Massachusetts Institute of Technology (MIT) is not only challenging minds, but also the way education is accessed and taught — and it won't cost you a penny.
The university, in collaboration with Harvard, launched edX in 2012, which aims to enhance educational opportunities worldwide, increasing on-campus learning and furthering the reach of research by transporting learning from the classroom directly to a person's home through online courses.
The not-for-profit educational venture has been so successful that MIT has further developed 90 unique courses through edX, called MITx, which has around 1.7 millon individuals registered from over 200 countries.
Enrolment is free and courses mirror the structure and rigour of a regular class with assignments, discussions, due dates and teacher feedback through online forums and an array of interactive tools.
An official certificate of achievement is available for a fee.
MIT has also opened the door to humanities with the latest massive open online course (MOOC) offered by the Institute starting on 29 August 2016 focusing on philosophy, an area that has previously outperformed every other major on the GRE, writes the MIT Office of Digital Learning.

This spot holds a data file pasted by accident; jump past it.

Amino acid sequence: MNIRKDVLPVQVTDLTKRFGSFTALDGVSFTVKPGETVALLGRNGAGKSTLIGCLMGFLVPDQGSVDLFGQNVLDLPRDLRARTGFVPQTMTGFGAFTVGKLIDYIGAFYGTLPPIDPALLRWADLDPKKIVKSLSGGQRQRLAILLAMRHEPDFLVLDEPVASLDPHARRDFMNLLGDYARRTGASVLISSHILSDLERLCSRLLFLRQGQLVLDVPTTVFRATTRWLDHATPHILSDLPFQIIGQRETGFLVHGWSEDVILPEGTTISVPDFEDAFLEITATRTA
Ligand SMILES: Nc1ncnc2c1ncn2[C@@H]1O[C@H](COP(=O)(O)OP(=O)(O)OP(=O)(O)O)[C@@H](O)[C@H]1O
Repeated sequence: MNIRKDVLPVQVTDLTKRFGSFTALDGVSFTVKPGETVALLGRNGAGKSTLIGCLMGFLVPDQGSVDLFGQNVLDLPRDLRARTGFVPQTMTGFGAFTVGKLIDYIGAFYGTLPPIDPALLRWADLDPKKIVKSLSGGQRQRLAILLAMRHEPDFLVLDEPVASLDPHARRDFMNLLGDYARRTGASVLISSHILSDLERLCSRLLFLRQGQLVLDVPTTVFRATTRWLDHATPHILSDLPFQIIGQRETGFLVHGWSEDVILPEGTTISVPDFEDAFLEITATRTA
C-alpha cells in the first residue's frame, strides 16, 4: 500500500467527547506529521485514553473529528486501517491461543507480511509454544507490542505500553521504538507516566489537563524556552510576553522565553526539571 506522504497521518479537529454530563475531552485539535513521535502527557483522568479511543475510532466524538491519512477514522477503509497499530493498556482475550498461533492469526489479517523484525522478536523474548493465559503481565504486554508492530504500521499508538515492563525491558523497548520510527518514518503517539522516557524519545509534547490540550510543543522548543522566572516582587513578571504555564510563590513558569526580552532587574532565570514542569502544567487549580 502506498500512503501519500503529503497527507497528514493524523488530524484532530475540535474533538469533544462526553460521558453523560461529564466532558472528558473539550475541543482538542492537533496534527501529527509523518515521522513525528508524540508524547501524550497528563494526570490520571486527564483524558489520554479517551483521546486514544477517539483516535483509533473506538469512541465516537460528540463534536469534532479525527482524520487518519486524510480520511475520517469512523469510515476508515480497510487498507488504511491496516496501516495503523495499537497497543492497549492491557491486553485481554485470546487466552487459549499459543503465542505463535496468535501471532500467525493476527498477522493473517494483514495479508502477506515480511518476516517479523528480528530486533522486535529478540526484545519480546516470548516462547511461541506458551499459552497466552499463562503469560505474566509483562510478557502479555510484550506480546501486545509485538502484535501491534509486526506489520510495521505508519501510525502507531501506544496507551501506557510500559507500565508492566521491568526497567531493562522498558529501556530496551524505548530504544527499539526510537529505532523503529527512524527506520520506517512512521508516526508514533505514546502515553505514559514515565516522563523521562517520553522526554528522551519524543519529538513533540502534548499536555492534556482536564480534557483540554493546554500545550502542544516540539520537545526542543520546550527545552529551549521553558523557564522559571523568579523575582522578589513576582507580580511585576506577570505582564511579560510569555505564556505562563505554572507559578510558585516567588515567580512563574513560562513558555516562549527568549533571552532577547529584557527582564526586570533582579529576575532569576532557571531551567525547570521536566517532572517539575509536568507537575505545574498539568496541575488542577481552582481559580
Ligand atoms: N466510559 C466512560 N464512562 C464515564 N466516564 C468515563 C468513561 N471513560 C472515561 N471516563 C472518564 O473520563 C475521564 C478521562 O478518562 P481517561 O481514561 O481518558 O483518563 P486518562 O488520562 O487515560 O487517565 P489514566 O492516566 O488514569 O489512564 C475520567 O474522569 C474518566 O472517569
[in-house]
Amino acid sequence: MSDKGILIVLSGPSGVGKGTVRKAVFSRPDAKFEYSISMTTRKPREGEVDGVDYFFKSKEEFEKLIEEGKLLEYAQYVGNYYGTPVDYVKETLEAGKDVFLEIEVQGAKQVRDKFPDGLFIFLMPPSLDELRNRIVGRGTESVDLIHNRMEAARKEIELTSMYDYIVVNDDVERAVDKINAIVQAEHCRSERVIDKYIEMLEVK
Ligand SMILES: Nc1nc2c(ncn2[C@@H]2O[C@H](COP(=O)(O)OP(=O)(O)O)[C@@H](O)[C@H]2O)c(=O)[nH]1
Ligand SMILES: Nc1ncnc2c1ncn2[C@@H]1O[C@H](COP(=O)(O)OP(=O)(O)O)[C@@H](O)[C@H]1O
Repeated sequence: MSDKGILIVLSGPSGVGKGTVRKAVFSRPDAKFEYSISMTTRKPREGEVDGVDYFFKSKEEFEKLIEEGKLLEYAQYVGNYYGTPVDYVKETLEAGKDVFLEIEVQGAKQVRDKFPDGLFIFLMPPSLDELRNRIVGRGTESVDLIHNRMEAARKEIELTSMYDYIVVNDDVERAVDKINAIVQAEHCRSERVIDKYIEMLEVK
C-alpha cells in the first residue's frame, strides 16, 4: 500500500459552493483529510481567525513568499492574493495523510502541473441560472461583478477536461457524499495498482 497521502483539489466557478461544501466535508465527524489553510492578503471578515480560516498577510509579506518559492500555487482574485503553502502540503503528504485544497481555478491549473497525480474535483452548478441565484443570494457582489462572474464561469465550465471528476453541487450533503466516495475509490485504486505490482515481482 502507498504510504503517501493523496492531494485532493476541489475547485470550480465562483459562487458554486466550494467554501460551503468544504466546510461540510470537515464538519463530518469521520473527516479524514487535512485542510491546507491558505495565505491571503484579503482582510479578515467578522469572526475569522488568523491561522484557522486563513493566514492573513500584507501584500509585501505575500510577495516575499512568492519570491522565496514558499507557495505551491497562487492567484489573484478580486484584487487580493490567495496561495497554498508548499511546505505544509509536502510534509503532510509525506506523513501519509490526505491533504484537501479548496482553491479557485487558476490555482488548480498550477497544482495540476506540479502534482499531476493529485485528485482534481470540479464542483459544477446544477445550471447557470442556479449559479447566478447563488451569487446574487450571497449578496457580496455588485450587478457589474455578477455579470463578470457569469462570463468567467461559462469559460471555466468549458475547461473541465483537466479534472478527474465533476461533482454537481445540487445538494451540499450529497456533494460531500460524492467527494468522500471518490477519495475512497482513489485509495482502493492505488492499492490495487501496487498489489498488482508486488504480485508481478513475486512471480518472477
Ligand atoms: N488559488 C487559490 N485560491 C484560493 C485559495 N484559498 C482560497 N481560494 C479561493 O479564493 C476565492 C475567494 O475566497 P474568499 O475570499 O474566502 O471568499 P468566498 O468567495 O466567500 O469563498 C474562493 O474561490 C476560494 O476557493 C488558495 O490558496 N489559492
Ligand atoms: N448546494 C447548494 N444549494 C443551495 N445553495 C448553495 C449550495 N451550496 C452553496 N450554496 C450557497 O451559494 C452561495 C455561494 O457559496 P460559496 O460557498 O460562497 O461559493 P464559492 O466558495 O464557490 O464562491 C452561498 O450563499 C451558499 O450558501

The Introduction to Philosophy: God, Knowledge and Consciousness course presents an opportunity for students to delve into and challenge preconceived notions of the world and critically analyze complex arguments. The course facilitator, Caspar Hare, states that:
"[W]riting is essential to developing these skillsâ¦ [J]ust answering multiple choice questions isn't enough. You need to interact and bounce ideas off of other people. And from MIT's perspective, the new feature helps bring to light different ideas from people with different cultural backgrounds. Writing enables these insights to pass through the community, which benefits everyone."
MIT News reports that students who major in the field of philosophy tend to earn more, with mid-career salaries in the 90th percentile.
To receive official certification for the course, students pay $300 to enroll within the âverified certificate' program. However, if a certificate is not necessary, then participation in discussions and acquiring knowledge about the the way philosophers think about the world and understanding the evolution of human traits is free.
Hare states that one of the aims of the course is to "help participants think âphilosophically' themselves, in order to help them develop their "critical reasoning and argumentative skills more generally."
A previous reviewer of the course expresses that the course was "pretty challenging and it took me a while to get into it. I am so grateful for this opportunity and feel that I have acquired a new skill."
Staff at MIT can submit interest to facilitate a course and there are a number of grants available from MIT to encourage development.
The MIT Office of Digital Learning reports that the data collected from these courses is being gathered to develop a better understanding of the process of online learning. Researchers examine completion rates, how students utilize the resources available online and the success of the online learning environment itself.
To see a full list of courses available, readers can visit the edX website.